China's Red Cross Sends First Aid to Kachin Refugees


2014.02.21
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myanmar-kachin-idp-camp-may-2012.jpg Children pose at an IDP camp outside Mai Ja Yang in Kachin state, May 29, 2012.
AFP PHOTO

China’s national Red Cross Society has sent its first-ever humanitarian assistance to ethnic Kachin refugees in northern Myanmar, providing more than U.S. $816,000 in food and medicine for thousands forced to flee a simmering conflict that has been a thorn in Beijing’s side.   

Trucks carrying 10,000 aid kits from Kunming in China’s southwestern Yunnan province arrived across the border in Kachin state on Friday, where they will be distributed to families in internally displaced persons (IDP) camps.

The kits include rice, cooking oil, and emergency medicines for families who have been forced from their homes amid fighting between Myanmar government troops and the rebel Kachin Independence Army (KIA) that broke out anew in June 2011.

The Chinese Red Cross is coordinating with its Myanmar counterpart to distribute the aid, which was announced by the Chinese Embassy in Myanmar on Wednesday.

Some of the kits were passed out near Laiza on Friday and more will be dropped off Saturday at camps near the Houqiao-Kambaiti border checkpoint, where the groups will hold a handover ceremony.

KIA and government territory


The kits will reach IDP camps in both Myanmar government-controlled and KIA-controlled territory, even those in remote areas, Kachin State Red Cross Supervisory Committee Secretary Ganish told RFA’s Myanmar Service.

“We will provide these [items] to camps that are far away from the cities and difficult to reach, such as the camps in Bhamo, Shwegu, Mogaung, Mohnyin, Puta-O, and Panwa townships,” he said.

“The kits … include food such as, rice, cooking oil, salt, and sugar. There will be blankets and other everyday necessities,” he said.

Dwe Pe Sa, chairman of the KIA’s victim relief committee, welcomed the supplies, saying they would help out 4,200 families in Laiza, home of the KIA headquarters.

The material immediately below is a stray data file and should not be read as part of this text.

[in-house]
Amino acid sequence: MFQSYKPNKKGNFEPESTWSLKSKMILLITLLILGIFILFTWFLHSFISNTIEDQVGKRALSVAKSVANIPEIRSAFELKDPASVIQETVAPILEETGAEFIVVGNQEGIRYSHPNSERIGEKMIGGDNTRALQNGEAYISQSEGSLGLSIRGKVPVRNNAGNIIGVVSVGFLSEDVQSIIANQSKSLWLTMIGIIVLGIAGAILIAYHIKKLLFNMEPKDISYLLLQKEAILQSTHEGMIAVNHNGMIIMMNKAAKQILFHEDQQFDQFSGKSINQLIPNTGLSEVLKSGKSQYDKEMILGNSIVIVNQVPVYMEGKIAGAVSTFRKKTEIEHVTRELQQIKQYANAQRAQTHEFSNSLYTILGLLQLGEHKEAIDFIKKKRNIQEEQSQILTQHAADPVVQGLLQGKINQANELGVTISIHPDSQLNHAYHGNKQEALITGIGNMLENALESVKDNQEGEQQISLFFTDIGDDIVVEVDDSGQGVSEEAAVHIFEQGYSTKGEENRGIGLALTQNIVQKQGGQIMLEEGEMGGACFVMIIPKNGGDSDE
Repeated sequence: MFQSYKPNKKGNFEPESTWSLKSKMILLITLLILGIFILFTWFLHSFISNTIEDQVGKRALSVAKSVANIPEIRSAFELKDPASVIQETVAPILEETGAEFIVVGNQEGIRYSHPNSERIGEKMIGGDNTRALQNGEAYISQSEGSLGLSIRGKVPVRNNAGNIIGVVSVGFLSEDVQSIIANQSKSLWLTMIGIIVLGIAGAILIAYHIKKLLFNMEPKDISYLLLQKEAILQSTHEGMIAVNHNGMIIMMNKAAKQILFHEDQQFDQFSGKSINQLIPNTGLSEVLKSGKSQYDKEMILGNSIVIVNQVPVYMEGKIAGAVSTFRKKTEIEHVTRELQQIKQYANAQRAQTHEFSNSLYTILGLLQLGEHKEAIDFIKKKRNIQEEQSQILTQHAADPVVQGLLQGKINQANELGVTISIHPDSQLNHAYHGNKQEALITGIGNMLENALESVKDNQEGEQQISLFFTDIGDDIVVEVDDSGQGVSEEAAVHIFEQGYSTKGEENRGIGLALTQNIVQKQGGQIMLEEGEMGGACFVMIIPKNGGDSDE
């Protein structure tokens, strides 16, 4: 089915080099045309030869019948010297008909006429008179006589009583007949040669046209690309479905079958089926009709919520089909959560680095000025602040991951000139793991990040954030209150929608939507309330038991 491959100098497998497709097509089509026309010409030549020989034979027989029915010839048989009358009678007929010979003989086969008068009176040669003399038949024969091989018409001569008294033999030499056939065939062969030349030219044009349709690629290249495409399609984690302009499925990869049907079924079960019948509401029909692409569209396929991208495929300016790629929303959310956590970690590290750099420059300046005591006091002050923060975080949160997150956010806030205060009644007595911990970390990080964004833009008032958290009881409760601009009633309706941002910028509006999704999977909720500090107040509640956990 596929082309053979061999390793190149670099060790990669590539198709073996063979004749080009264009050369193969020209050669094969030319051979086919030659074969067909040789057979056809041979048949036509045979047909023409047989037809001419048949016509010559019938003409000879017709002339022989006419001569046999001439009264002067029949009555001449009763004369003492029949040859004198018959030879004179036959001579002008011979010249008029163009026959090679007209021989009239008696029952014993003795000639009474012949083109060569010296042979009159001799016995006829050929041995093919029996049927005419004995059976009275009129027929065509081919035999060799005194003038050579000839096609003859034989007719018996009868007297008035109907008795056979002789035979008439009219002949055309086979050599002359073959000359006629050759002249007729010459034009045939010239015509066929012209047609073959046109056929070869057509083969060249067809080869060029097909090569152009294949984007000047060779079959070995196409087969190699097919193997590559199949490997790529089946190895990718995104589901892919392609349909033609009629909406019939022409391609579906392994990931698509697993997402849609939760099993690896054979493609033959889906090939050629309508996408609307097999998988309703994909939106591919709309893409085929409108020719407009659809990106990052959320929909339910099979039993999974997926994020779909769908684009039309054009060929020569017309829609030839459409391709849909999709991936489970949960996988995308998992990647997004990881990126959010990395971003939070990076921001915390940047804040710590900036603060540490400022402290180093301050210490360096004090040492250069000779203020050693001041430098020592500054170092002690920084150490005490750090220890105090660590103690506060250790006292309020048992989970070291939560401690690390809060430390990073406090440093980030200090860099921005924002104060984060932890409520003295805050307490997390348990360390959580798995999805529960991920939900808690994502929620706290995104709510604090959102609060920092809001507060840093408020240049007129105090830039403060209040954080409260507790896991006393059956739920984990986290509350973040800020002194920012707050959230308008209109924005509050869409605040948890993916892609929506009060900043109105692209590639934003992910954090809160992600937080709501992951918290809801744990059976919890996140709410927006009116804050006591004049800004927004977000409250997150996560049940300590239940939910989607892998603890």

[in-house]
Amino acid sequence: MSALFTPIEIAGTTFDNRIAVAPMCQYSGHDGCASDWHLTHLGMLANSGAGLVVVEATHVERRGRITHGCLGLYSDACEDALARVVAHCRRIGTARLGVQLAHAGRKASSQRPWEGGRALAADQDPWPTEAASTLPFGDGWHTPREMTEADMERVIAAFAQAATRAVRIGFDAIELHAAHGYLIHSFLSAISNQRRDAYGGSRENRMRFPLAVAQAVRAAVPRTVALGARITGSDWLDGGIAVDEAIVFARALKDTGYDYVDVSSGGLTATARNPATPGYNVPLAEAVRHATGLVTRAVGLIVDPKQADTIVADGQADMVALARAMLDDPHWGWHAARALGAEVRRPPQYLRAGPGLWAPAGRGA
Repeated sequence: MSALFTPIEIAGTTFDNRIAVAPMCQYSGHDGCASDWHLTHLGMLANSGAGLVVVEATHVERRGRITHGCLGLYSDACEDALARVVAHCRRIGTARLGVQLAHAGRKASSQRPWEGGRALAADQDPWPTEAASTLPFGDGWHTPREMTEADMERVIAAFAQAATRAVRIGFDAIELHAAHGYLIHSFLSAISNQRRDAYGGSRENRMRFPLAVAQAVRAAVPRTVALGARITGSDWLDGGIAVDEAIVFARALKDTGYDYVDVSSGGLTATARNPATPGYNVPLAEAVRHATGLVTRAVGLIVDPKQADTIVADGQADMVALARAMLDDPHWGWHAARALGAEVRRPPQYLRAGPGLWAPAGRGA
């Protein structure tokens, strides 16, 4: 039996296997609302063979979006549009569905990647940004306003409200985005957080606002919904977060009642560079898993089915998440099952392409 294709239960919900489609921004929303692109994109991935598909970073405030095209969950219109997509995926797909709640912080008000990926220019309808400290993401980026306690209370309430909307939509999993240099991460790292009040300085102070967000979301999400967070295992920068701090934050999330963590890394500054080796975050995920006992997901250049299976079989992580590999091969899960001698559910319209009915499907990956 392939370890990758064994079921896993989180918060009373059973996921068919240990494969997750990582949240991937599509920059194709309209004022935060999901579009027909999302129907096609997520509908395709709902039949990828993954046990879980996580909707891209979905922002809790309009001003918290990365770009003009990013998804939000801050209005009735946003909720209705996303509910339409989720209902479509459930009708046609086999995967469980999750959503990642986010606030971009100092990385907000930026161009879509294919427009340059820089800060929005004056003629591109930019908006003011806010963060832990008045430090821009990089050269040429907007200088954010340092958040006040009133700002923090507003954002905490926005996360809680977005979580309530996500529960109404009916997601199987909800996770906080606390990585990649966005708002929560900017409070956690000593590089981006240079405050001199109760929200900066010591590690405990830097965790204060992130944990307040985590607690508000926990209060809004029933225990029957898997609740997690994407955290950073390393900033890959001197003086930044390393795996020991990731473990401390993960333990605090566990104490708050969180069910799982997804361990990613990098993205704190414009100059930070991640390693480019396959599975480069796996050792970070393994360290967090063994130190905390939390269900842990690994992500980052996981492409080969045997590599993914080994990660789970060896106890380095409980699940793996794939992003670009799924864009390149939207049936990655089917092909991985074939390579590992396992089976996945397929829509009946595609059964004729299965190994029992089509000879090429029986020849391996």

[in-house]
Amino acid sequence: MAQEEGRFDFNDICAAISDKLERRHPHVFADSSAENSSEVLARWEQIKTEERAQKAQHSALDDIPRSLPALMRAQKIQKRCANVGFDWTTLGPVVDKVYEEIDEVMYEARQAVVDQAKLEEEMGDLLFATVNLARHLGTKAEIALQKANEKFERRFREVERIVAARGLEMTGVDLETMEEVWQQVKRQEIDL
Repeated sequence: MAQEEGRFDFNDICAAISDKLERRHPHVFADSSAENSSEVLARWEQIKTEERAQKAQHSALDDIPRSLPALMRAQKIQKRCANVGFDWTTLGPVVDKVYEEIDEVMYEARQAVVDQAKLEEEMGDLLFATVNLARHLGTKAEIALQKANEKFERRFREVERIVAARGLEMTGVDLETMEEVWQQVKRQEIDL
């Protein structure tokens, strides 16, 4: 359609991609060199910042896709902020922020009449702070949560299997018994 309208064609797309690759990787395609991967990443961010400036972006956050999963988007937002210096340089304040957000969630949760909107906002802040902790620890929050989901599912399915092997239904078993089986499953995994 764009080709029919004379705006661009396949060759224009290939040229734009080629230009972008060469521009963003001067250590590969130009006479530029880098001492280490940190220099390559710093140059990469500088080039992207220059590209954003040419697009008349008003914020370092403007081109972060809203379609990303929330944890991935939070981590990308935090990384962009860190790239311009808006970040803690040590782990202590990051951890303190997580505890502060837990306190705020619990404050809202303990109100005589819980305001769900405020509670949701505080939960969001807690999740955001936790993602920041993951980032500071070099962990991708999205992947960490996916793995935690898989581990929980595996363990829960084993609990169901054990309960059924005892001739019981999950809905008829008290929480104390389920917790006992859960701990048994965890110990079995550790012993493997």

“This is the first time they have provided aid for Kachin IDPs,” he said.

Reignited conflict

Fighting between the government and KIA has caused Beijing headaches since it reignited after a 17-year cease-fire between the two sides was shattered more than two and a half years ago, sending thousands across the border into Yunnan.

In August 2012, Chinese authorities expelled thousands of Kachins back into Yunnan, drawing concern from the U.N. and rights groups.

Keen to invest in resource-rich Kachin state, Beijing has sent envoys to mediate peace talks between the KIA and negotiators from Myanmar President Thein Sein’s government, which is racing to end conflict with ethnic rebels to speed up reforms after decades of military rule.

The KIA has joined talks aimed at a nationwide cease-fire accord involving all of the country’s ethnic armed rebel groups, but has not yet signed its own individual full cease-fire agreement with the government.

Government peace negotiators are scheduled to meet with ethnic rebel groups in Hpa-An, capital of eastern Myanmar’s Kayin (Karen) state in March, after several rounds of talks were already delayed.

But the talks have been marred by a spike in fighting in Kachin state in recent weeks, with the KIA accusing the military of undermining peace efforts by staging fresh attacks against instead of drawing down troop numbers.

Tensions in Kachin-state remain high this week after the Myanmar military took the Ja Ing Yang and Hka U outposts near Laiza on Feb. 11 and 12, the Kachin News Group reported Thursday.    

On Wednesday, the International Red Cross and the Myanmar Red Cross Society delivered its first shipment of aid to remote Puta-O district, Kachinland news group reported.

U.N. aid to Kachin state was halted after the conflict broke out in 2011, with the first convoy in nearly two years sent to Laiza in June 2013 following the start of cease-fire talks in January that year.  

Reported by Kyaw Myo Min and Win Naing for RFA’s Myanmar Service. Translated by Khet Mar. Written in English by Rachel Vandenbrink.

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